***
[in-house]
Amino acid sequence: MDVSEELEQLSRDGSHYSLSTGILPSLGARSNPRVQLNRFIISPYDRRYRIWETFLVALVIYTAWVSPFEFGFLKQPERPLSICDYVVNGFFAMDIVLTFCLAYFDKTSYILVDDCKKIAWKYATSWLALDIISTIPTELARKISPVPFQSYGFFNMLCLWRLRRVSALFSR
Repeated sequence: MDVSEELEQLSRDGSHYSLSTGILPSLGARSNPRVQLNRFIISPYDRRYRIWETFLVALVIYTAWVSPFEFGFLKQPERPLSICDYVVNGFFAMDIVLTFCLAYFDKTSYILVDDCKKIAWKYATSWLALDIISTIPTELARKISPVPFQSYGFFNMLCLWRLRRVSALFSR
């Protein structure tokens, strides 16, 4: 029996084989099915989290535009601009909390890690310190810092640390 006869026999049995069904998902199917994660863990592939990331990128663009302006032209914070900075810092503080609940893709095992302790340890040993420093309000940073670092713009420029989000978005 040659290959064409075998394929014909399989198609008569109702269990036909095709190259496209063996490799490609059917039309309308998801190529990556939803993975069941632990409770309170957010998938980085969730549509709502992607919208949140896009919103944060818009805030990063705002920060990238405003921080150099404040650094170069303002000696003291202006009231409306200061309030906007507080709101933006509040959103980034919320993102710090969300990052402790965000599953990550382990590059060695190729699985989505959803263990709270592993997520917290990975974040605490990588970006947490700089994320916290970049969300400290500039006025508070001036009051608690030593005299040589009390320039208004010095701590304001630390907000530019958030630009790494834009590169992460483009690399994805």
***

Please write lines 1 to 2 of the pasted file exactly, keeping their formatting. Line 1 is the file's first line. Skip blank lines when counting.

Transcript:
[in-house]
Amino acid sequence: MDVSEELEQLSRDGSHYSLSTGILPSLGARSNPRVQLNRFIISPYDRRYRIWETFLVALVIYTAWVSPFEFGFLKQPERPLSICDYVVNGFFAMDIVLTFCLAYFDKTSYILVDDCKKIAWKYATSWLALDIISTIPTELARKISPVPFQSYGFFNMLCLWRLRRVSALFSR